Lisbon man kills rabid fox with meat cleaver
LISBON (WGME) -- An 82-year-old Lisbon man says he was forced to kill a rabid fox last week when it attacked him in his kitchen.
"I was doing my dishes, just getting them done, and I happened to look over and see a pair of ears to the left of me coming in the door," James Ross, a Lisbon native, said.
He says he keeps his front and back door open on hot days to help with air circulation, and says the fox must have walked in through the back door.
"Once I saw that it was a fox I was going to shoo it away, but that's when it jumped on me," Ross said.
He says the fox clung to his pants using it's claws and tried to bite him.
"I reached into my drawer and was going to pull out a knife, and instead I came out with a meat cleaver," Ross said.
He says he chopped the fox in the head and then called Lisbon Police.
"I dont like doing something like that to an animal or anything else it was just a matter of reaction," Ross said.
Lisbon police say this is the 4th call related to rabies they've had since last fall.
"Every now and then [rabies] will flare back up and then quiet back down. You might go 2-3 years with the occasional [incident], and as of right now, it seems to be flaring back up," Jeff Cooper, the Animal Control Officer for the Lisbon Police Department, said.
He says residents should stay away from all wild animals if they want to be safe.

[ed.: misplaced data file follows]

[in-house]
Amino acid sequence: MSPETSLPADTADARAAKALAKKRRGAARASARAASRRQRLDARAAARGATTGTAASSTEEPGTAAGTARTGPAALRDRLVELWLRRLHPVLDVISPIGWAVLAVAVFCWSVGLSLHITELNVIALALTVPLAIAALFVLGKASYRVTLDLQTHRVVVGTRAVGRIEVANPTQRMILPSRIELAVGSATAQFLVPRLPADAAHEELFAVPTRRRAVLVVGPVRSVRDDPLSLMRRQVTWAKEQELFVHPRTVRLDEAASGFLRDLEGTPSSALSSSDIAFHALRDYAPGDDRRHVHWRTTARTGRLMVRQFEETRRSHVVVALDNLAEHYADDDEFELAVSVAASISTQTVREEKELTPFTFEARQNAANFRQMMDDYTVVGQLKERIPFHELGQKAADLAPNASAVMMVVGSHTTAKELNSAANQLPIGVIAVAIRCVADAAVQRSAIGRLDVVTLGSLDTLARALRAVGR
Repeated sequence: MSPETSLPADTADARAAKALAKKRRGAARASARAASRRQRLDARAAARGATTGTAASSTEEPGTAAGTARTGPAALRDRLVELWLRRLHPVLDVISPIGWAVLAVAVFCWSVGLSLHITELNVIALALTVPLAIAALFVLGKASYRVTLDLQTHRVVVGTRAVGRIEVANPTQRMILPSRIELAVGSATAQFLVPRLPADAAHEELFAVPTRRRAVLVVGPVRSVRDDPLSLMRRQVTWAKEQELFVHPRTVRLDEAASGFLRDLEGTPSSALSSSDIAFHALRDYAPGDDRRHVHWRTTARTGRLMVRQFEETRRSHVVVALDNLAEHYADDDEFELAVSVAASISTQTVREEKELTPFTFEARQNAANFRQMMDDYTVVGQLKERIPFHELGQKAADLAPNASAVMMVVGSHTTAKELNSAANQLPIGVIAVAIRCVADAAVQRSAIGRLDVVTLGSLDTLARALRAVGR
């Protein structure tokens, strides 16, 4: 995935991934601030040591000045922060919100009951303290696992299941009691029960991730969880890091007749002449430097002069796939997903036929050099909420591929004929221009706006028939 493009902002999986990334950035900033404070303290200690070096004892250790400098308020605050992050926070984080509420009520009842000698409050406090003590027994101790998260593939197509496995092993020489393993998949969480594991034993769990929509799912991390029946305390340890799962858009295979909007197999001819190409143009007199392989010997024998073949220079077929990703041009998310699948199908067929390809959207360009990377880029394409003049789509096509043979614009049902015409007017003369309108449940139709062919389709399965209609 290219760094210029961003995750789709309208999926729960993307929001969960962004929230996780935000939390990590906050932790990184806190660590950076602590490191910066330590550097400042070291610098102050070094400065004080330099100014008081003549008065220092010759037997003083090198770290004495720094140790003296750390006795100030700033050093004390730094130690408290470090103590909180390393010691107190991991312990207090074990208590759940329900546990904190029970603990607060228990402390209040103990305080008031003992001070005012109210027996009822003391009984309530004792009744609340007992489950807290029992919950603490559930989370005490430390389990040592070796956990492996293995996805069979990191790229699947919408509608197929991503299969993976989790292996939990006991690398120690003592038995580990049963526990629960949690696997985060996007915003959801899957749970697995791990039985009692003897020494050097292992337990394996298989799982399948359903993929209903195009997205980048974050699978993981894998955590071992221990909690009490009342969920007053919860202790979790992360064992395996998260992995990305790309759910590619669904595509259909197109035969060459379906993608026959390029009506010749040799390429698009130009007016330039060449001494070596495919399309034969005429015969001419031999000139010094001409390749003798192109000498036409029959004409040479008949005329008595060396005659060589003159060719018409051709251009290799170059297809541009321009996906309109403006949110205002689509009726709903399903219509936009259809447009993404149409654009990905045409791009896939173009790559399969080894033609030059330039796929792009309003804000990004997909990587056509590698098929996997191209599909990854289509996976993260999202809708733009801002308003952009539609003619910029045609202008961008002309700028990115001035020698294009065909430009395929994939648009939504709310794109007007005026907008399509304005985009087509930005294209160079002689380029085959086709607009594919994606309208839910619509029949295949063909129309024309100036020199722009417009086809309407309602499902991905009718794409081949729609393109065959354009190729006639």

"These animals come out of the woods, they don't make any noise--- just be aware of your surroundings. Don't feed the wildlife, don't feed the birds," Cooper said.
Ross says that he has a lifelong relationship with nature.
"I used to have a pet owl that would perch on my shoulder," Ross said.
He says that despite that connection, no one should mess with a rabid animal.
"Any animal that acts like that is a little bit dangerous... I dont wanna have rabies, and I'm sure he didn't appreciate having rabies," Ross said.
Lisbon police say they didn't test the fox's body for rabies, but say the actions are align with the classic signs for the disease.
Ross says he can't believe how many people have dealt with rabid animals in just the past couple months.
"This 95-year-old man in Brunswick took one out... another person also had to kill one, I don't know how old he was, but we got some old folks looking out for us," Ross said.
Lisbon police say they hope the current wave of outbreaks will die out on it's own.